AMD is allowing retailers to begin taking pre-orders for the 2nd Generation AMD Ryzen processors known as ‘Pinnacle Ridge’ starting at 9 a.m. EDT today, which is six days before their official launch on April 19th. This new generation of Ryzen processors builds off the framework of the first generation Ryzen processors known as ‘Summit Ridge’ and offers improved performance, higher clock speeds, improved power infrastructure, an increased overclocking ceiling, faster DDR4 memory support and other small generational improvements. The key to the improvements for the 2nd Gen AMD Ryzen processors is that the core was designed on the Zen+ architecture. AMD used the 14nm manufacturing process on Summit Ridge and has moved to the more advanced 12nm process for Pinnacle Ridge. The good news for gamers and enthusiasts is that AMD is still using the socket AM4 platform, so current Ryzen owners will be able to upgrade to the 2nd Gen Ryzen processors without being required to purchase a new motherboard.
The four new desktop processors that are available to order today are the AMD Ryzen 7 2700X, Ryzen 7 2700, Ryzen 5 2600X & Ryzen 5 2600. Every 2nd Gen Ryzen processor will come bundled with one of three AMD Wraith CPU cooler models.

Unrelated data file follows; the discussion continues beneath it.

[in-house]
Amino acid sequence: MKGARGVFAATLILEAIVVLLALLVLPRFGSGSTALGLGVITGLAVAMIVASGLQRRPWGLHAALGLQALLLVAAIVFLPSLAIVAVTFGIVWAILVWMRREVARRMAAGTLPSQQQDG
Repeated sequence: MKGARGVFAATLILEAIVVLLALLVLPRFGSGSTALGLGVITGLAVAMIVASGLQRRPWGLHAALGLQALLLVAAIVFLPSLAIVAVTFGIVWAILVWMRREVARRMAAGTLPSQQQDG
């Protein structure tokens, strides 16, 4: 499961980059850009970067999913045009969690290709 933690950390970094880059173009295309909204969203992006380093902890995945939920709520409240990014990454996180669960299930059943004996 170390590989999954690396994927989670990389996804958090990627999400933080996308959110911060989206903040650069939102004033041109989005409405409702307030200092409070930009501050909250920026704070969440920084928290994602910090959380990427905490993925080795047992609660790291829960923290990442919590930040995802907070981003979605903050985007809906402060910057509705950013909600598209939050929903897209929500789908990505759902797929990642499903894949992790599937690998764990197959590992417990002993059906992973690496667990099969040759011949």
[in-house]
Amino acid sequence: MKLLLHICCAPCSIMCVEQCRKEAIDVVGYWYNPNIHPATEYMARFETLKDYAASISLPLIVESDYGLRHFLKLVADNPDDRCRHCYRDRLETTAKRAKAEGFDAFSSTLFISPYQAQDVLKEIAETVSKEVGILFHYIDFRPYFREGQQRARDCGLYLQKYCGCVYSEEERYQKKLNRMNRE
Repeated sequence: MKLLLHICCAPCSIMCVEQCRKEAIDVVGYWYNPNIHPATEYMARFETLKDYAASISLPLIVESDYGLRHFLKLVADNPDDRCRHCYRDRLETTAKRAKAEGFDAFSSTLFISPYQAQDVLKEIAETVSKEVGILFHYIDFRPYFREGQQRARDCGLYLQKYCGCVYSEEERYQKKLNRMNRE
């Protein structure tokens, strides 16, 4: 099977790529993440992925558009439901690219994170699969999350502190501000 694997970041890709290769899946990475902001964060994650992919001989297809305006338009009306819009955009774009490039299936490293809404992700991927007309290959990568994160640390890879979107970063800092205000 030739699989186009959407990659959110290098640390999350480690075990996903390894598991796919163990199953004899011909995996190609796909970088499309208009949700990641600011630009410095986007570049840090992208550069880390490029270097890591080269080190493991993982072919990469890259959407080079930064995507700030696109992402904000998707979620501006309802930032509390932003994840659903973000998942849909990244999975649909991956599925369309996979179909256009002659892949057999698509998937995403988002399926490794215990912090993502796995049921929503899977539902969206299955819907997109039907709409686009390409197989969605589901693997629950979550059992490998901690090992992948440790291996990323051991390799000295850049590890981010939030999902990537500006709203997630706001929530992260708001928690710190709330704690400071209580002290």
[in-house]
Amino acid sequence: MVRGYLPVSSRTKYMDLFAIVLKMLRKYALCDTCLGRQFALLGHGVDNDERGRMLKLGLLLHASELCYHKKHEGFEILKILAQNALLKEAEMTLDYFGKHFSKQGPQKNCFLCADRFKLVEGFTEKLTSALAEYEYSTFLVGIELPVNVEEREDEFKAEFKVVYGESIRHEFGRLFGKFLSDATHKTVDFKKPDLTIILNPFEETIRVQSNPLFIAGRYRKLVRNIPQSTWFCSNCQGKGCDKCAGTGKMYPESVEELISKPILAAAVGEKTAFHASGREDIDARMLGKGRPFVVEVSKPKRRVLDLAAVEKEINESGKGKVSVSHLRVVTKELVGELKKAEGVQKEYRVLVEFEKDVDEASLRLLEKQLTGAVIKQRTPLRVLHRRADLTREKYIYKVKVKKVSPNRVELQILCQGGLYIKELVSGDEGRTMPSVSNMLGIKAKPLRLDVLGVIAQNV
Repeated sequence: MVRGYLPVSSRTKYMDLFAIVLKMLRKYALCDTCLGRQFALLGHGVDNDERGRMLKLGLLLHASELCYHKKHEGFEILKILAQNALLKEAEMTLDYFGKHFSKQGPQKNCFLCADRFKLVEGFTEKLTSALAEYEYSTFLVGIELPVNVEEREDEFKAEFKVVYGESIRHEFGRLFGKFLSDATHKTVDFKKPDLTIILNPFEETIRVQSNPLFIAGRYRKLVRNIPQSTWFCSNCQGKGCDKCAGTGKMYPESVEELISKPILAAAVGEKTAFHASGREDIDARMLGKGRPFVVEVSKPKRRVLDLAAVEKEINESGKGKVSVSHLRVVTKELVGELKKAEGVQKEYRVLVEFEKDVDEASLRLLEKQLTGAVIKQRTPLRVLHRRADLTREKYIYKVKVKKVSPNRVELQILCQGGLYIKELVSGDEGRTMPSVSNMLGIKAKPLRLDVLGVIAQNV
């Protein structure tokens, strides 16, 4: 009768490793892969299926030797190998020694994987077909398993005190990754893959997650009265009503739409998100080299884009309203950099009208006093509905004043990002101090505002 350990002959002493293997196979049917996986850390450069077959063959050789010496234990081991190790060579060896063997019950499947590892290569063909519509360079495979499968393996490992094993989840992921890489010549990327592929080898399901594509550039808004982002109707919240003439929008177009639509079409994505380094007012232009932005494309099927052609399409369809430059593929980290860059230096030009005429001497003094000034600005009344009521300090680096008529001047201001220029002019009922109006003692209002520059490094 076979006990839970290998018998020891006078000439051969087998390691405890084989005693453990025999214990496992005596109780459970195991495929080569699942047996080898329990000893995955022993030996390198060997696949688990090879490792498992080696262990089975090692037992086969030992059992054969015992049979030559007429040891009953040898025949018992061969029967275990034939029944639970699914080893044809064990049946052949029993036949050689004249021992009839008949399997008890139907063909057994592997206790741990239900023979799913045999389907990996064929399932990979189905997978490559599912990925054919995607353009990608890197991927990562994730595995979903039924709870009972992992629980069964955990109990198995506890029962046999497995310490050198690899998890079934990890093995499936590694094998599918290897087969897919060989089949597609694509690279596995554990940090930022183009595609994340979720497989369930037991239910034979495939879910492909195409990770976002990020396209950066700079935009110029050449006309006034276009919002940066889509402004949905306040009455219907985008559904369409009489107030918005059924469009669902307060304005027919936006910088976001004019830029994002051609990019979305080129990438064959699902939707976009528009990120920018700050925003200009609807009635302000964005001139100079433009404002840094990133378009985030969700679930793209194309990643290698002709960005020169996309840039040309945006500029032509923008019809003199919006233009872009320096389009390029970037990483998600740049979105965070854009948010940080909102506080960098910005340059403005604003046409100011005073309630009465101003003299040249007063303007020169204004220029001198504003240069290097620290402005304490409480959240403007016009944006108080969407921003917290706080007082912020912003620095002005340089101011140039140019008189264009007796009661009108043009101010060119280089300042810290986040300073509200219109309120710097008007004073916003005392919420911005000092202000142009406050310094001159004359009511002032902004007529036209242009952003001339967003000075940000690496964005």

The AMD Ryzen 7 2700X 8-core, 16-thread processor is the new flagship part that has a 3.7 GHz base clock and a 4.3 GHz max boost clock for $329.00 shipped. AMD bumped up the Thermal Design Power (TDP) by 10 Watts, which makes this a 105W processor. Despite being a 105W processor it should work in all ‘old’ AMD X370 chipset boards without any issues as pretty much all of them were overbuilt. AMD includes their best Wraith Prism Cooler with RGB LED lighting that has direct contact heat-pipes for this flagship part. The Ryzen 7 2700X is a fully unlocked processor and there have been multiple leaks in recent weeks showing that can overclock up in the 4.3 to 4.4 GHz range on all cores at 1.4V with respectable cooling on the new AMD X470 chipset boards.
Let’s pause for a second and talk about pricing. When AMD Ryzen 7 processors came out back in March 2017 the flagship model was the Ryzen 7 1800X and it had 8-cores, 16-threads with a base clock of 3.6GHz and a boost clock of 4.0GHz. The 1800X was a 95W TDP part and came with no CPU cooler for $499. We aren’t sure why AMD isn’t releasing a 2nd Gen Ryzen 2800X sku at the moment, but the Ryzen 7 2700X looks like it is off to a damn good start. It has a 100 MHz faster base clock, 300MHz faster max boost clock and all the generational improvements for $170 less than last years flagship models price at launch. Granted the AMD Ryzen 7 1800X is $319.00 shipped right now, but the Ryzen 7 2700X looks to be off to a great start as it prepares to do battle with the Intel Core i7-8700K ($347.89 shipped).